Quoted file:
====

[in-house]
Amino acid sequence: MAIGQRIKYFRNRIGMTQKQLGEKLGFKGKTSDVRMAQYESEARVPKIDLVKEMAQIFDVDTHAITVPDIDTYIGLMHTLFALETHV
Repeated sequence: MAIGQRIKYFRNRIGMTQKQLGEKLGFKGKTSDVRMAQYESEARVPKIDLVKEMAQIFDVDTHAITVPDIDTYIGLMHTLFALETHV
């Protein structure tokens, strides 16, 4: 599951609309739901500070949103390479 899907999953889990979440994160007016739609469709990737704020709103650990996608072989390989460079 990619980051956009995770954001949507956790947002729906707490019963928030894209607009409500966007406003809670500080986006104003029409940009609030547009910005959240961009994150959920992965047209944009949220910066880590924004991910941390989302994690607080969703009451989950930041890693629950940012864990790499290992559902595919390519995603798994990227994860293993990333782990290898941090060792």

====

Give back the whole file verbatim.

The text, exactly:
[in-house]
Amino acid sequence: MAIGQRIKYFRNRIGMTQKQLGEKLGFKGKTSDVRMAQYESEARVPKIDLVKEMAQIFDVDTHAITVPDIDTYIGLMHTLFALETHV
Repeated sequence: MAIGQRIKYFRNRIGMTQKQLGEKLGFKGKTSDVRMAQYESEARVPKIDLVKEMAQIFDVDTHAITVPDIDTYIGLMHTLFALETHV
């Protein structure tokens, strides 16, 4: 599951609309739901500070949103390479 899907999953889990979440994160007016739609469709990737704020709103650990996608072989390989460079 990619980051956009995770954001949507956790947002729906707490019963928030894209607009409500966007406003809670500080986006104003029409940009609030547009910005959240961009994150959920992965047209944009949220910066880590924004991910941390989302994690607080969703009451989950930041890693629950940012864990790499290992559902595919390519995603798994990227994860293993990333782990290898941090060792």